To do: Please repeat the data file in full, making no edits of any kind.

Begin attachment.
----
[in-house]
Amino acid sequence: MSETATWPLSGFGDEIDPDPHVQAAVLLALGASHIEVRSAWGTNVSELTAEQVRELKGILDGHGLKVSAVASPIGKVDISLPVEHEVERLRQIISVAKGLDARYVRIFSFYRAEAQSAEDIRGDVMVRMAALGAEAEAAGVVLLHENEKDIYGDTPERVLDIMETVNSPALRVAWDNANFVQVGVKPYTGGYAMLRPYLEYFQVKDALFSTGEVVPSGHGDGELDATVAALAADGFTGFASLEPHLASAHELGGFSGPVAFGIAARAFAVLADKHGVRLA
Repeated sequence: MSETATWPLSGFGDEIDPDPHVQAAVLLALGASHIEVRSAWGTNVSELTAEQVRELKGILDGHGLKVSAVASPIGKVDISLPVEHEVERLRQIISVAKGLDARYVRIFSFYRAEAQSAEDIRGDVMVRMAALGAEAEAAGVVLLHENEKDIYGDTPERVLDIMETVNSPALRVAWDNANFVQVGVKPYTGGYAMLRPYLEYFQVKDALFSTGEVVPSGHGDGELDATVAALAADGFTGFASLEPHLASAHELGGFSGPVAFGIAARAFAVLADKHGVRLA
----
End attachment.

[in-house]
Amino acid sequence: MSETATWPLSGFGDEIDPDPHVQAAVLLALGASHIEVRSAWGTNVSELTAEQVRELKGILDGHGLKVSAVASPIGKVDISLPVEHEVERLRQIISVAKGLDARYVRIFSFYRAEAQSAEDIRGDVMVRMAALGAEAEAAGVVLLHENEKDIYGDTPERVLDIMETVNSPALRVAWDNANFVQVGVKPYTGGYAMLRPYLEYFQVKDALFSTGEVVPSGHGDGELDATVAALAADGFTGFASLEPHLASAHELGGFSGPVAFGIAARAFAVLADKHGVRLA
Repeated sequence: MSETATWPLSGFGDEIDPDPHVQAAVLLALGASHIEVRSAWGTNVSELTAEQVRELKGILDGHGLKVSAVASPIGKVDISLPVEHEVERLRQIISVAKGLDARYVRIFSFYRAEAQSAEDIRGDVMVRMAALGAEAEAAGVVLLHENEKDIYGDTPERVLDIMETVNSPALRVAWDNANFVQVGVKPYTGGYAMLRPYLEYFQVKDALFSTGEVVPSGHGDGELDATVAALAADGFTGFASLEPHLASAHELGGFSGPVAFGIAARAFAVLADKHGVRLA